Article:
This is a study I hope everyone will take advantage of and add their unique experience and perspective to in the months ahead as this impacts everyone, without exception. Rev. Doug Avilesbernal compares and contrasts society’s understanding of diversity with our understanding of Christian diversity. This is useful in clearing up confusion. As Rev. Avilesbernal observes, our culture understands diversity as being merely tolerant of others, and today that is exactly where most diversity training programs will leave you. This approach allows people of different backgrounds (ethnic, national, regional, however one chooses to divide humanity) to move toward one another without actively disliking each other, but only to the point of tolerating each other. While tolerance is a good thing, as far as it goes, it only allows us to stay out of each other’s way. That’s not what Christ had in mind for us, and certainly not how he approached other people.


Christian diversity, by contrast, is more complicated. Christian diversity welcomes different people because it is instead rooted in Jesus’ command that we love one another as ourselves. This is an approach that allows our church community to welcome and integrate differences into our community and enjoy the riches that such inclusion bring, riches that are blessings flowing from God and through others. It is a wonderful thing to strive for and a challenging thing to achieve. Churches that make the attempt and succeed are far stronger, far more joyful, and far greater blessed. 

Lansdowne Baptist Stands With, Prays For, and Works for Hurricane Harvey Victims

Here is the news from our denomination, American Baptist Churches USA. We are praying for all the hurricane victims and their rescuers, standing by them all in their hours of need, and working to generate relief funds. Here is how to help:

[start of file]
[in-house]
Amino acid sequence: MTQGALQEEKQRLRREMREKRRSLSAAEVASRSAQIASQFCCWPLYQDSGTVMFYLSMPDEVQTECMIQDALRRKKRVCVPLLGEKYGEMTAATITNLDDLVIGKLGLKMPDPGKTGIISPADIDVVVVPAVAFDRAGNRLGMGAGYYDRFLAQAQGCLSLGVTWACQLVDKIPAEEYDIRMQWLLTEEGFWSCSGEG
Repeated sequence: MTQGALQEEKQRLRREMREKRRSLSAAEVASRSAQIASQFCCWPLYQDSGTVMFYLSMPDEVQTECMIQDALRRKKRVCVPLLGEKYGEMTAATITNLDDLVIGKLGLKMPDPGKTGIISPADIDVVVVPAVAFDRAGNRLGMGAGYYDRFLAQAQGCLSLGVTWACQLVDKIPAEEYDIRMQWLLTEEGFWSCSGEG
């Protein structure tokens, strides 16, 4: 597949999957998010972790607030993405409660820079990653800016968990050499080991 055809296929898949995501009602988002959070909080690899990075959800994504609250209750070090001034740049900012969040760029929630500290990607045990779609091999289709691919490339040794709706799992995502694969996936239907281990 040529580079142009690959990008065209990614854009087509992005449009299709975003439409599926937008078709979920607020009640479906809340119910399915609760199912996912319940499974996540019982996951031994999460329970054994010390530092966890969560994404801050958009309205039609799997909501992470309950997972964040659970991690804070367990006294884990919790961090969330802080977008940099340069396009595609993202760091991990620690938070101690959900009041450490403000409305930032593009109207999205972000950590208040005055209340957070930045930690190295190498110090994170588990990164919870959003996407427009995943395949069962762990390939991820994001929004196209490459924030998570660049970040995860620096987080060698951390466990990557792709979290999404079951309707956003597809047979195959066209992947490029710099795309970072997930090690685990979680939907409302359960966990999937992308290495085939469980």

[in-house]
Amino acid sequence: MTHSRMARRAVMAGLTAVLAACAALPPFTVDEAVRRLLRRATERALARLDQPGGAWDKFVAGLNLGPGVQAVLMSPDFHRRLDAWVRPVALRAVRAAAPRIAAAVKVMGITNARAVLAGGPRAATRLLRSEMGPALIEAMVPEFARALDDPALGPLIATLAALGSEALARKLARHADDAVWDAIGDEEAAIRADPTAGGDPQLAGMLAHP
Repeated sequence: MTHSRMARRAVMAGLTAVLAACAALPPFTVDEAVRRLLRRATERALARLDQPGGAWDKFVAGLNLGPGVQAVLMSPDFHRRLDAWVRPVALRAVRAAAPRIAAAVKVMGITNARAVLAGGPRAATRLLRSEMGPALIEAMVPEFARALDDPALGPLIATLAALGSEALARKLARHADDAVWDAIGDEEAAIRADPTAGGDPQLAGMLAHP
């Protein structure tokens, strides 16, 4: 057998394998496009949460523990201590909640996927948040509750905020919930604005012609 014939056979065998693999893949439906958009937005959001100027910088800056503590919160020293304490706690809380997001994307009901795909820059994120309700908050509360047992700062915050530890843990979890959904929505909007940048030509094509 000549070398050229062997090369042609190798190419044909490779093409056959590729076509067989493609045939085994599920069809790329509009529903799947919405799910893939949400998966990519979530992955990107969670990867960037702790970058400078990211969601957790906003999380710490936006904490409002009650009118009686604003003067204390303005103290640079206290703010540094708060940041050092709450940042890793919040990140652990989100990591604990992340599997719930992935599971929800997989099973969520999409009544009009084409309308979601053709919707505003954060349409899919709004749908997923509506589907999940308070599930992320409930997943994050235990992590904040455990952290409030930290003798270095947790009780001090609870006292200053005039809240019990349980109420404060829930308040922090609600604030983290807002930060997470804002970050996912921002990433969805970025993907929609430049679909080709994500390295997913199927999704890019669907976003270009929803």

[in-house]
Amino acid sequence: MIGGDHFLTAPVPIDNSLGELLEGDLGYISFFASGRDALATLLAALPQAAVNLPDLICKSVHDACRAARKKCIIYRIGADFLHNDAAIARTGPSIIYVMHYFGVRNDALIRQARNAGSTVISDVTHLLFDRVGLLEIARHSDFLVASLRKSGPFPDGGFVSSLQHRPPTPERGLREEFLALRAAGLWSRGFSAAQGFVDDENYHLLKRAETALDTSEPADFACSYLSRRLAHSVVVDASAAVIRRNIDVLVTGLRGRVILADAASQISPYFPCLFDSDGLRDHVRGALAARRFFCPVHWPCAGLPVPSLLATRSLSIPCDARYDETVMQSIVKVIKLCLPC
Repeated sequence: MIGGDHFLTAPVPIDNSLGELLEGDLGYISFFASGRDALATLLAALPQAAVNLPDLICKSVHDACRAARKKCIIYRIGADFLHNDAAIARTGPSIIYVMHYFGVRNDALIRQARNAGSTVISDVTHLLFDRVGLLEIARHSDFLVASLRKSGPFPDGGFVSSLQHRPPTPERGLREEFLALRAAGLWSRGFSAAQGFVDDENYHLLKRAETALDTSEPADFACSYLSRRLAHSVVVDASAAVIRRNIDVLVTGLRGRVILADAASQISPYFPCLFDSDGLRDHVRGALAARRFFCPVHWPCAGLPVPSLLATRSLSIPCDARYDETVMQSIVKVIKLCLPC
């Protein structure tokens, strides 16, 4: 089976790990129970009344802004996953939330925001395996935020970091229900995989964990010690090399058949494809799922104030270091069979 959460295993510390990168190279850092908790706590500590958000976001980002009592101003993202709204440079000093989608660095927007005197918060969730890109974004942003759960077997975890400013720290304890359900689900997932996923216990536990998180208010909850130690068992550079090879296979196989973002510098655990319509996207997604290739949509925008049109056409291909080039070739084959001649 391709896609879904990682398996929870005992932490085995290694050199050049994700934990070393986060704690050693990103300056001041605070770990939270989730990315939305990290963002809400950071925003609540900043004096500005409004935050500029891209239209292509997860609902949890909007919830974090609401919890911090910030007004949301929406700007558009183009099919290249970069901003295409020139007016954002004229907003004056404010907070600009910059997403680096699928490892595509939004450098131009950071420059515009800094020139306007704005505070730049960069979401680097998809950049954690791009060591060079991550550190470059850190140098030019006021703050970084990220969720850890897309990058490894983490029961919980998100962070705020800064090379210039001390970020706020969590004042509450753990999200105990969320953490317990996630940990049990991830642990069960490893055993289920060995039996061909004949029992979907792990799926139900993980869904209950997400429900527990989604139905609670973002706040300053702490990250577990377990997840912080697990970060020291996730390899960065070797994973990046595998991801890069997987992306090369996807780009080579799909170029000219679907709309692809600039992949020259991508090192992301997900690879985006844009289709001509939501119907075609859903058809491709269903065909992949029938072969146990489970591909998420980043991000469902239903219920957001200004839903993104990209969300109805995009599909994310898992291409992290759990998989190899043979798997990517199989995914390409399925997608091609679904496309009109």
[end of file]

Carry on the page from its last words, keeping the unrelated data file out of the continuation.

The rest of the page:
VALLEY FORGE, PA (ABNS 8/28/17)—American Baptists are urged to lift up those affected in both Texas and Louisiana by Hurricane Harvey, a Category 4 storm that made landfall Friday on the Texas coast. Bringing 130 mph winds and an unprecedented amount of torrential rainfall in some areas, the hurricane has resulted in flooding, power outages, downed trees and signs, major property damage, displaced residents, injuries and fatalities.
“American Baptist Home Mission Societies [ABHMS] grieves with the rest of the nation at the relentless weather pounding the Houston region right now,” says ABHMS Executive Director Dr. Jeffrey Haggray. “Our disaster-recovery office has been in communication with American Baptist Churches of the South since Friday, before the weather hit.
“As soon as we receive damage assessments, we will consider how we can best assist on the long road to rebuilding homes, churches and lives, and then begin distributing relief grants,” Haggray continues. “In the meantime, let us all seek comfort in the words of the age-old hymn penned by Martin Luther: ‘A mighty fortress is our God, a bulwark never failing; our helper He, amid the flood of mortal ills prevailing.’”
American Baptist Churches USA General Secretary the Rev. Dr. Lee B. Spitzer invites all congregations to donate generously to One Great Hour of Sharing (OGHS) in response to the destruction caused by Hurricane Harvey in Texas and Louisiana.
“American Baptists across the country are a generous people, and our hearts are grieved by the human suffering we have seen since the storm made landfall,” Spitzer says. “I ask that every church dedicate time this week to pray for the safety and well-being of all affected by the storm, and to express our love for them by giving sacrificially to One Great Hour of Sharing.”
Donations can be made via your church; online through ABHMS’ website at abhms.org > Give Now; or designated to “OGHS-Hurricane Harvey” and mailed to the attention of Kim Wilkins at American Baptist Home Mission Societies, P.O. Box 851, Valley Forge, PA, 19482-0851. One hundred percent of donations go to relief efforts; no dollars are retained for administrative costs. For more information, contact Wilkins at 1-800-222-3872, x2413, or kim.wilkins@abhms.org.
American Baptist Home Mission Societies partners with American Baptists to promote Christian faith, cultivate Christ-centered leaders and disciples, and bring healing and transformation to communities across the United States and Puerto Rico.